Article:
- Cut a piece of tape that’s a bit longer than you think you’ll need – tape sticks better to tape than to skin so aim to wrap the tape round the whole foot if necessary. Cut the corners off to make the edges round first.
- Try to ensure there are no creases in the tape, if it is an awkward place e.g. near the toes where this is difficult, carefully cut off any wrinkles in the tape or cut a section of tape out.
- Take care not to apply the tape too tightly as we don’t want to restrict movement and the feet will also swell during the day with heat.
- Firmly place your warm hands over the tape for at least a minute to ensure it warms up and sticks properly.
- If you’re treating a blister that is already de-roofed, use a non-adhesive (non-sticky) dressing e.g. an inadine dressing then K-tape over the top as before.
- Some areas of the feet are tricky to dress well – if you apply a dressing and it’s just not right then don’t be put off by starting again, it will save time and pain in the long run.
These pictures demonstrate the dressing method:
Controversial Compeed…Some people swear by compeed (Compeed is a brand name, other brands are available and the products are sold as a type of ‘second skin’). When prepared and applied properly it can work really well as a short-term blister dressing. However these types of hydrocolloid material should be used with caution and certainly not left on for long periods. These dressings over hydrate the skin and if left on for over eight hours the blister and surrounding skin become macerated (soggy and wrinkled) and the compeed usually sticks to the roof of the blister. This means when you come to remove the dressing it also removes the roof of the blister and sometimes some surrounding skin and tissue too, leaving an open, painful, vulnerable area of the lower layers of the skin which takes longer to heal, is more prone to infection and is very painful. I personally don’t use or recommend compeed or similar products.
5 Myth Busters
- Calluses aren’t helpful. As described above, soft, supple skin is best at reducing friction and therefore blisters. Callused skin doesn’t help and for anyone who’s had a blister on a callus, you’ll know they are often extra painful!
- Lubricating agents such as petroleum jelly or oils are often advised as a blister prevention measure but research has shown it can actually increase blister formation in activities over three hours in duration (1).
- Applying drying powders to the feet to prevent friction blisters has no supporting evidence. In fact there are studies showing that although talcum powder reduces frictional force on the surface of the foot, when the power is combined with moisture e.g. sweat, the frictional force and abrasiveness actually increase as the powder becomes a sticky mess (2-4) Saying that, lots of endurance runners use it to help keep their feet dry on particularly wet races when foot maceration is likely.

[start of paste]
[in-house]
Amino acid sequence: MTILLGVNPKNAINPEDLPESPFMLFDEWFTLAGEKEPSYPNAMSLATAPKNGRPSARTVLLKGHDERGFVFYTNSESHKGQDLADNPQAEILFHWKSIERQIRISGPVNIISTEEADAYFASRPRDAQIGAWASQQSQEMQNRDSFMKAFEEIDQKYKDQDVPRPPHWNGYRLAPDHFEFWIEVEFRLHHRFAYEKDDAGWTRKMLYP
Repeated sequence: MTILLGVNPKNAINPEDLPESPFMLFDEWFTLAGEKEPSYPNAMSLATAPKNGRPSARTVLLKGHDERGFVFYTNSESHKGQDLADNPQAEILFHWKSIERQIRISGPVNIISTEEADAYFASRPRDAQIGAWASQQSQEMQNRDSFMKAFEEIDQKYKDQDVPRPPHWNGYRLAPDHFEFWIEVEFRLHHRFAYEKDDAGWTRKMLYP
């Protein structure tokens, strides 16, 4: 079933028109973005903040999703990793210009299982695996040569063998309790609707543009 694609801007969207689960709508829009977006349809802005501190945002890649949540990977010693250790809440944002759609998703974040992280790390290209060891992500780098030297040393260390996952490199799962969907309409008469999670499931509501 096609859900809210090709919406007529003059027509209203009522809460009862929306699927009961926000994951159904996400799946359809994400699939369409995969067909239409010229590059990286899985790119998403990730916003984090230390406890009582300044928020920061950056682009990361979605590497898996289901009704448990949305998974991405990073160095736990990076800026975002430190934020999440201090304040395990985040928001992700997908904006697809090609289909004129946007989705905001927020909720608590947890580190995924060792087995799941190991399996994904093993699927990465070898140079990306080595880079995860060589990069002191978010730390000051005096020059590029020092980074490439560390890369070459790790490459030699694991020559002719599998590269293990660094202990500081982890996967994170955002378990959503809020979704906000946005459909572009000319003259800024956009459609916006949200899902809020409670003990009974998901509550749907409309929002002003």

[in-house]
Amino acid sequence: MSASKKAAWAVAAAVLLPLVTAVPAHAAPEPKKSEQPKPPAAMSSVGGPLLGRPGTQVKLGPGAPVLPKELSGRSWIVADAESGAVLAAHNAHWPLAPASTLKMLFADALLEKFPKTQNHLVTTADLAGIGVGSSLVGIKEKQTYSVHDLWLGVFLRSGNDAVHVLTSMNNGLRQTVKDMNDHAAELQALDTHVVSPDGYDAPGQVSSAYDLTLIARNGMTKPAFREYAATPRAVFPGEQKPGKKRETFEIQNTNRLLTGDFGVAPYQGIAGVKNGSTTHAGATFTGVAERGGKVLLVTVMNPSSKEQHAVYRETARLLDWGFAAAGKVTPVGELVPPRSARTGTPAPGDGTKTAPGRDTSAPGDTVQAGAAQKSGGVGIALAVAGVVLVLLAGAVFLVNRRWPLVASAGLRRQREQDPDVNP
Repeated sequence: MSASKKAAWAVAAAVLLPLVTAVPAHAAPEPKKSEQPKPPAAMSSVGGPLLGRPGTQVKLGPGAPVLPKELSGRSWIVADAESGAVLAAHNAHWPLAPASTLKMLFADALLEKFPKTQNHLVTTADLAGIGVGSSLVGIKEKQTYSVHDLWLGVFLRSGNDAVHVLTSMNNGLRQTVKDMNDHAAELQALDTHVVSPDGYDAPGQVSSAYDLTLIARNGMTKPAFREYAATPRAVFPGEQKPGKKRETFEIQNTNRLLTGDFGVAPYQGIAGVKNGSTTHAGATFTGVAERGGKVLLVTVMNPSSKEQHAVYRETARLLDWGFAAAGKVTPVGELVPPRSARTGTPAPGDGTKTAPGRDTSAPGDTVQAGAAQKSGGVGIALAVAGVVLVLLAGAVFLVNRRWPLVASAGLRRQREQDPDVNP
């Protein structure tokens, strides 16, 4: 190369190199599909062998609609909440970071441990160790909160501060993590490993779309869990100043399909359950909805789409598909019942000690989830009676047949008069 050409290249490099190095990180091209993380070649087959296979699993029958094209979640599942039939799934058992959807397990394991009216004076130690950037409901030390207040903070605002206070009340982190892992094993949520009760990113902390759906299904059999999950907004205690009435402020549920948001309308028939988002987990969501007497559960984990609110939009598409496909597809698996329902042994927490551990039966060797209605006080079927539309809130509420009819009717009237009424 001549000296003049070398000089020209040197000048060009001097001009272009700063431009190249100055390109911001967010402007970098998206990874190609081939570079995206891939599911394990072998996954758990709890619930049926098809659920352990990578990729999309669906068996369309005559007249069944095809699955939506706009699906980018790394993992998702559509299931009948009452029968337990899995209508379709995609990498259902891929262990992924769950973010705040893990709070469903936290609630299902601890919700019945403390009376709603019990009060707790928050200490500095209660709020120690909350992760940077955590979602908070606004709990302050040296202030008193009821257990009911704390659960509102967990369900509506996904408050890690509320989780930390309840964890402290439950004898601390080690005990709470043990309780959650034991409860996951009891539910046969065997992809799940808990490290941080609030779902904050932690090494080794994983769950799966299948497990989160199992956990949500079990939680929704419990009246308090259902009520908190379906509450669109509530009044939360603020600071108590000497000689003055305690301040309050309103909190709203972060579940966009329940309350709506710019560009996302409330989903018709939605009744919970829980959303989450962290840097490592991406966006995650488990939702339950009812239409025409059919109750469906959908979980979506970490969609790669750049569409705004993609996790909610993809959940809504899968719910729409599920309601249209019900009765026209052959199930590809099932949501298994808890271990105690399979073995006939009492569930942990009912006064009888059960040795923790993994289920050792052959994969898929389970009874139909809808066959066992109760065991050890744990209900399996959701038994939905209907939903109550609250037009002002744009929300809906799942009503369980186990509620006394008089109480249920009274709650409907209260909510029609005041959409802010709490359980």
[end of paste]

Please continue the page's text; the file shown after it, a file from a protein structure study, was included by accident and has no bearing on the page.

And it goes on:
- As mentioned above, some people advocate the use of various types of tape to prevent blister formation. However there are no published studies to show they work and it often leads to problems if poorly applied or worn for long durations when they’re likely to ruck up.
- Applying antiperspirants to feet to reduce blister rates has mixed evidence and there are at least two well designed randomized controlled trials showing no difference in blister rates when people walked in warm temperatures having sprayed an antiperspirant on their feet (5, 6).
- Nacht S, Close J, Yeung D, et al. Skin friction coefficient changes induced by skin hydration and emollient application and correlation with perceived skin feel. J Soc Cosmet Chem 1981;32:55-65.
- Allan JR. A study of foot blisters. United Kingdom: Army Operational Research Establishment Technical Report No. 1/64, 1964.
- Allan JR, Macmillan AL. The immediate effects of heat on unacclimatized paratroops. Exercise “Tiger Brew II.” United Kingdom: Army Personnel Research Establishment Technical Report No. 16/62, 1963.
- Quinn J. The effects of two new foot powders on the incidence of foot infection and blisters in recruits during basic training. Farnbourogh, United Kingdom: Army Personnel Research Establishment Technical Report No. P/6, 1967.
- Knapik JJ, Reynolds KL, Duplantis KL, et al. Friction blisters: pathophysiology, prevention and treatment. Sports Med 1995;20(3):136-47.
- Reynolds K, Darrigrand A, Roberts D, et al. Effects of an antiperspirant with emollients on foot-sweat accumulation and blister formation while walking in the heat. J Am Acad Dermatol 1995;33(4):626-30.